You likely have some very talented and experienced sales reps on your team. However, if radio is their comfort zone, learning a new industry can be a tall ask.  Asking them to sell your station website in addition to a smorgasbord of other digital solutions at one time will surely overwhelm them.  This is another reason we recommend easing them into digital by focusing on your station website.

One of the main questions I get asked is, “how do other stations sell digital… on its own, or bundled with commercials, etc.?”  I’ve seen a few stations start their digital selling by offering the website with every radio buy.  The client can turn away the website component, but the pricing is the same.  Most will take it and eventually see positive results from it.

It’s only natural.  The power and effectiveness of cross-platform campaigns have been proven time and time again in marketing. If you want to lose weight, it’s not all about not eating.  You must combine a change in diet with exercising and eliminating bad habits like alcohol.  A multi-faceted strategy is much better than one action. So, if we can combine multiple solutions over a longer partnership, everyone comes out better.

Set Goals and Beat Them

Speaking of strategy, there is no strategy unless there is a goal.  If losing weight is your goal, there has to be a limit to which you’re satisfied at completing the effort.  So, make content goals, page view and unique visitor goals, newsletter signups, social media followers, banner ads sold, and online sponsorships.  Add more goals to this list but make goals and ensure everyone is working toward hitting them.

A major part of goal setting is reviewing your stats consistently.  You might be surprised how little website analytics numbers are referenced each month.  A Digital Content Director can be the point person for this.

Know The Competition and Beat Them

If Henry Ford never had competition, we’d likely still be driving Model-Ts.  Competition is what makes our products better.  There is much digital competition because digital is everywhere.  Regardless, your station is poised to be more trusted than someone who knocks on a client’s door that they have never met, much more over an anonymous phone call or e-mail.

We have one client who told us a story about one of their clients who passed by buying the radio station and bought Google Ads instead because they were pitched as covering a wider area and placed across many different websites.  The General Manager showed the client the number of visitors their content-heavy website received each month combined with how many local impressions his ad would have received from visitors within close driving distance to his business.  When the client compared those numbers to what he received from Google’s targeted campaign, he realized that he paid three times as much and received far fewer impressions, none of them resulting in a sale.

It’s important to note here that GM was constantly monitoring page views and ad impressions to have this actionable data to sway the client.

If you have local competition, constantly monitor them by simply visiting their website.  If they update it daily and promote the content well on-air and over social, they might prove to be a more difficult adversary.  But, if they are slack on their online efforts, start this process not so that you’re not left behind.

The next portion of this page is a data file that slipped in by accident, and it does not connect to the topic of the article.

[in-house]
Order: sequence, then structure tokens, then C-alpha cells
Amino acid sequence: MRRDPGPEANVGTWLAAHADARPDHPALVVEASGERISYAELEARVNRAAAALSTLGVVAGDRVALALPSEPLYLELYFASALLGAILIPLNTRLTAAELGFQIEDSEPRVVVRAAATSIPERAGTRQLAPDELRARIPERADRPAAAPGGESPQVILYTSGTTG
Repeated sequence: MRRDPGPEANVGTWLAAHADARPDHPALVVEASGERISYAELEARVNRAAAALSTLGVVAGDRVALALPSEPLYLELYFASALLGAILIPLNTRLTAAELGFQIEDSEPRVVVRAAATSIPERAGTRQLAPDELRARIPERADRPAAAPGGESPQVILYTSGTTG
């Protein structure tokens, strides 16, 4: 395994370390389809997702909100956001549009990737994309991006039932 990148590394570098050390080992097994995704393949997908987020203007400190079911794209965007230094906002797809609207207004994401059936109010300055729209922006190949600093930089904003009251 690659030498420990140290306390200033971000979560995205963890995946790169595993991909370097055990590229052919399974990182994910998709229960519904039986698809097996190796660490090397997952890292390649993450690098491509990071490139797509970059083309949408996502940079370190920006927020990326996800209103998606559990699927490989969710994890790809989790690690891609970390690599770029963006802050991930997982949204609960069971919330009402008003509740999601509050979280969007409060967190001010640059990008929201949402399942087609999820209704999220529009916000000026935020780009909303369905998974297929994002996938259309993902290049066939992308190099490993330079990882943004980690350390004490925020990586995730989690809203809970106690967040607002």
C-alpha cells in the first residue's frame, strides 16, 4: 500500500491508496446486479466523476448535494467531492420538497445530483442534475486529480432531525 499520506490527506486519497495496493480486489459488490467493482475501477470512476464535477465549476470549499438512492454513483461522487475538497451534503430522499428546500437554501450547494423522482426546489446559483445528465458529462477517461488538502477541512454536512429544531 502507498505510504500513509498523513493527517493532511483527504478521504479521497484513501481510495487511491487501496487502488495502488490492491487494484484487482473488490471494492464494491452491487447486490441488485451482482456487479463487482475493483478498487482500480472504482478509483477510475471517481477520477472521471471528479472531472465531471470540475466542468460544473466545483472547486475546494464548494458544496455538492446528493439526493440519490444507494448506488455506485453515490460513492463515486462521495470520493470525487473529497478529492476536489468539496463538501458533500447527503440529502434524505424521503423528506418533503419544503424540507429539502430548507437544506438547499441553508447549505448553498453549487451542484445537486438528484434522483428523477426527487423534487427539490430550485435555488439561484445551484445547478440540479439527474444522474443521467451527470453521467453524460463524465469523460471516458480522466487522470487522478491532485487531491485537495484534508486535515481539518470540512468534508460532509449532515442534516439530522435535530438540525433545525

Wrapping Up

As you can see by this graphic from Borrell Associates, combining digital with radio is the way forward.

2022 Ad Expenditures

Your existing and prospective clients are buying digital now because they need it. When a local business opens its doors, it must get listed so that people can find them, they need a website so people can get to know them, they need to build a reputation so people can trust them, and they need social media so that they can stay relevant in the community.  What better way to learn these skills than doing them for yourself?

When you’re eventually approached by a client to help them with their digital footprint, you’ll explain that they need content.  They’ll need a vehicle to promote it like on the radio and over social.  They’ll need to make goals and review their analytics often to see how they are doing.  And they’ll need to know what their competition is doing if they want to beat them.  Your client’s journey will be different from your station’s, but the roots will be the same.

If you start your digital journey with your website, the insight you’ll gain will give you better information to help your clients with a more expanded array of digital services.  You can’t do this from the bench, however.  You must be fully invested in completing the digital transformation if you want to grow your revenue well into the next decade.

We’d love to assist you on that journey.  If you need help making the next step with your station website, please reach out to us.

Jim Sherwood serves as the chief creative, brand strategist, lead developer, meticulous project manager, and station collaborator for all Skyrocket Radio sites and projects. Jim is a 30+ year radio veteran with a resume spanning several small, medium, and large markets including roles as Digital Content Manager, Program Director, Production Manager, and Morning Show Host.